New Zealand's Chinese community is outraged at a "lack of respect" shown to the wreck of a ship which sank off Northland more than 100 years ago with 499 Chinese people on board.

The Race Relations Commissioner is also accusing the team who traced the 112-year-old wreck off the coast of Hokianga Harbour as trying "to turn a shipwreck into a money-making venture".

The row follows the announcement last week of the discovery of the SS Ventnor, which struck a reef and sank two days after leaving Wellington on a repatriation mission to China in 1902. The remains of 499 Chinese citizens, who had worked and died in New Zealand, were to be returned to their homeland in accordance with Chinese tradition.

Documentary maker John Albert led a team which traced the sunken vessel to around 20km west of Hokianga Harbour at a depth of 150m. They brought up a number of items from the ship, which were displayed last week, in order to confirm it was the SS Ventnor.

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However, a growing uneasiness in the Chinese community was revealed in a statement from the New Zealand Chinese Association which said it was "outraged" that the ship had been disturbed.

Kirsten Wong from the association said there was "genuine dismay felt across the NZ Chinese early settler community for the lack of respect being shown towards their ancestral remains and the disregard for the communities - Chinese and Maori - whose story it is".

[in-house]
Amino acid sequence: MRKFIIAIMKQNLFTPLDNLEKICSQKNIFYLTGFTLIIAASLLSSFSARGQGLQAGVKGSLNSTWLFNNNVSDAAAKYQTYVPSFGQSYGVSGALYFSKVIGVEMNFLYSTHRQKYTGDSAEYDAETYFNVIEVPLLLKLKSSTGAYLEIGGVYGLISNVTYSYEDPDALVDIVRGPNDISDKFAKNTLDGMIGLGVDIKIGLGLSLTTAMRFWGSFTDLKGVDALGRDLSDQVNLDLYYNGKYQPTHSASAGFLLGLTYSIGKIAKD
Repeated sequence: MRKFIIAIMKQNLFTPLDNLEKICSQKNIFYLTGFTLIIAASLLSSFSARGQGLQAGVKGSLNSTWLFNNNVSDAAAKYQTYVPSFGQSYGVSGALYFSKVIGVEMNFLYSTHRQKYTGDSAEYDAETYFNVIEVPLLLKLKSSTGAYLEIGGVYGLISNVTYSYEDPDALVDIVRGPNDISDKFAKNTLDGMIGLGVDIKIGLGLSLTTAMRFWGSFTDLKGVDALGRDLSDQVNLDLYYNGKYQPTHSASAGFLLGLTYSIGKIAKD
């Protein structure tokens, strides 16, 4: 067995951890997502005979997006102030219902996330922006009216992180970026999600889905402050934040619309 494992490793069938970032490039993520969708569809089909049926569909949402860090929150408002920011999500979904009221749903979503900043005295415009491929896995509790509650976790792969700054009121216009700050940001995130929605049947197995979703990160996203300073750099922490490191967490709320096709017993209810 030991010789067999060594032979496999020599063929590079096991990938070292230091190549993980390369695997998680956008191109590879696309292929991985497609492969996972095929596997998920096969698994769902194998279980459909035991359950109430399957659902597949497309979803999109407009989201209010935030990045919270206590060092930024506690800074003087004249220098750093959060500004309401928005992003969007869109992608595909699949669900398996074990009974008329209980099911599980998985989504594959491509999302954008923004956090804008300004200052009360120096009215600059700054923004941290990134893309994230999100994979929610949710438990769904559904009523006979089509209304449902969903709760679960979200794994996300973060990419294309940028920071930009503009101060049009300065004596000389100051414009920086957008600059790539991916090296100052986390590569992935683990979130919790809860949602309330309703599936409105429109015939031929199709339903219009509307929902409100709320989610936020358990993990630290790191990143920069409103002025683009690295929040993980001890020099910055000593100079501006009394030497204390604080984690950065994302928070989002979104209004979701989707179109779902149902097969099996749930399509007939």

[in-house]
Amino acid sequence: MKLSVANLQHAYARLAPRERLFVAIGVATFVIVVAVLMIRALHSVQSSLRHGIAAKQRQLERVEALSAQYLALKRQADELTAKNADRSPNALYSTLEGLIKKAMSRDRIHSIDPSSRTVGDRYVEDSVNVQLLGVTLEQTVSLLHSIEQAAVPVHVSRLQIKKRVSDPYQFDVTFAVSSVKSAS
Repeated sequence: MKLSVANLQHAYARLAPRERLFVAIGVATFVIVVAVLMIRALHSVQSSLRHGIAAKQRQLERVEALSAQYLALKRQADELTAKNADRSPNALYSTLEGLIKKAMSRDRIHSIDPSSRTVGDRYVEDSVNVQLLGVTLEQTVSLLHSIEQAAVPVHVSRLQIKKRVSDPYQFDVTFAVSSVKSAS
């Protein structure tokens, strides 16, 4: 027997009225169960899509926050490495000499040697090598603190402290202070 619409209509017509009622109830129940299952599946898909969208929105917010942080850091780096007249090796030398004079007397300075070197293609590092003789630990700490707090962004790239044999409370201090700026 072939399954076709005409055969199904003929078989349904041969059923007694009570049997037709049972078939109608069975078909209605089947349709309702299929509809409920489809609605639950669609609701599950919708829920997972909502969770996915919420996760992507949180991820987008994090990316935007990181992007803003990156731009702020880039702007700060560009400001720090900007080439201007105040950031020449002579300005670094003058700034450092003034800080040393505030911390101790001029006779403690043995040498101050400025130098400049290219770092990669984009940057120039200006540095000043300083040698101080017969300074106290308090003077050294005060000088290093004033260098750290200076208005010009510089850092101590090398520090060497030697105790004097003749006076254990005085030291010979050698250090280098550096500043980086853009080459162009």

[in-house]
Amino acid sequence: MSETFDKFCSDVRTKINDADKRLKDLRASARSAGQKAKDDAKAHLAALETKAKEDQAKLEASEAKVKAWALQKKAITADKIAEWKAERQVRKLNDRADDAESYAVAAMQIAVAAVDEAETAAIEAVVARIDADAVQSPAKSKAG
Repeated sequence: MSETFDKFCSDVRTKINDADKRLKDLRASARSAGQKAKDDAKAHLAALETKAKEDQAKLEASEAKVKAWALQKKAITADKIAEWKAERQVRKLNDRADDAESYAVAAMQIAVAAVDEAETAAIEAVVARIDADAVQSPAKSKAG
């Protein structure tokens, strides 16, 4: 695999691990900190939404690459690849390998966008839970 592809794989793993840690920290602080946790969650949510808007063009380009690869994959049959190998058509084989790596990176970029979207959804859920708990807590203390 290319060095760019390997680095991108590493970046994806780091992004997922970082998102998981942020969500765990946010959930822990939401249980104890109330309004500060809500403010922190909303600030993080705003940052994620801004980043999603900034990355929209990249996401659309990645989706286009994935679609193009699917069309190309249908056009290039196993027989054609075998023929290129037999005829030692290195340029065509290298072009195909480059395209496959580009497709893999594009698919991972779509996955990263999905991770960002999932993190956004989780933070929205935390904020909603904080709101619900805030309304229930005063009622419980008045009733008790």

The Chinese community would prefer it left untouched and treated as a graveyard.

Race Relations Commissioner Dame Susan Devoy supported the call, saying "this is much more than a mere shipwreck" and slammed those she said were trying to turn it into a money-making venture and tourist attraction.

"The voices of Chinese New Zealanders, many of whom are descended from men whose remains are still with the wreck of the SS Ventnor, are missing amid very public plans to turn their final resting place into a tourism venture," she said.

The story of the Ventnor and what happened to some of the remains which washed up on shore was "a touchstone of race relations, dignity and mana", she said. Bodies which washed inland were recovered by local Te Roroa and Te Rarawa Maori who buried them in their ancestral burial grounds and cared for their graves.

Dame Susan said the Pike River mine should never be turned into a tourist attraction and neither should the SS Ventnor. NZME.